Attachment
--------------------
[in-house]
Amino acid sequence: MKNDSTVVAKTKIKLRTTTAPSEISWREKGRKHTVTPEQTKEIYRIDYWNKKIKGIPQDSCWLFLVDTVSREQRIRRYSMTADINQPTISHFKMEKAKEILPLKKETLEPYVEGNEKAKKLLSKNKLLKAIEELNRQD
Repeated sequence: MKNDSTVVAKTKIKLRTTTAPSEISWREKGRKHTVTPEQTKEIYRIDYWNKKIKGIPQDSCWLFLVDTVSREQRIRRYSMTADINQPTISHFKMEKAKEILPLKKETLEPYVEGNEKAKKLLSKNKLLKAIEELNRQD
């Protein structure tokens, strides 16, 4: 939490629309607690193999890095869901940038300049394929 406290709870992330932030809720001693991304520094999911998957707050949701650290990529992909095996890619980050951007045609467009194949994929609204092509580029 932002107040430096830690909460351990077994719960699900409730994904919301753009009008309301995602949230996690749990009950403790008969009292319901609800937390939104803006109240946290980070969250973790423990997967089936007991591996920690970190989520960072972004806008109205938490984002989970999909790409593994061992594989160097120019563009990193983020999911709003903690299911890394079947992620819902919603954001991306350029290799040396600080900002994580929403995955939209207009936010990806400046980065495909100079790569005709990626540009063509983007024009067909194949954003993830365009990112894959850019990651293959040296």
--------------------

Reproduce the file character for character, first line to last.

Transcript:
[in-house]
Amino acid sequence: MKNDSTVVAKTKIKLRTTTAPSEISWREKGRKHTVTPEQTKEIYRIDYWNKKIKGIPQDSCWLFLVDTVSREQRIRRYSMTADINQPTISHFKMEKAKEILPLKKETLEPYVEGNEKAKKLLSKNKLLKAIEELNRQD
Repeated sequence: MKNDSTVVAKTKIKLRTTTAPSEISWREKGRKHTVTPEQTKEIYRIDYWNKKIKGIPQDSCWLFLVDTVSREQRIRRYSMTADINQPTISHFKMEKAKEILPLKKETLEPYVEGNEKAKKLLSKNKLLKAIEELNRQD
């Protein structure tokens, strides 16, 4: 939490629309607690193999890095869901940038300049394929 406290709870992330932030809720001693991304520094999911998957707050949701650290990529992909095996890619980050951007045609467009194949994929609204092509580029 932002107040430096830690909460351990077994719960699900409730994904919301753009009008309301995602949230996690749990009950403790008969009292319901609800937390939104803006109240946290980070969250973790423990997967089936007991591996920690970190989520960072972004806008109205938490984002989970999909790409593994061992594989160097120019563009990193983020999911709003903690299911890394079947992620819902919603954001991306350029290799040396600080900002994580929403995955939209207009936010990806400046980065495909100079790569005709990626540009063509983007024009067909194949954003993830365009990112894959850019990651293959040296």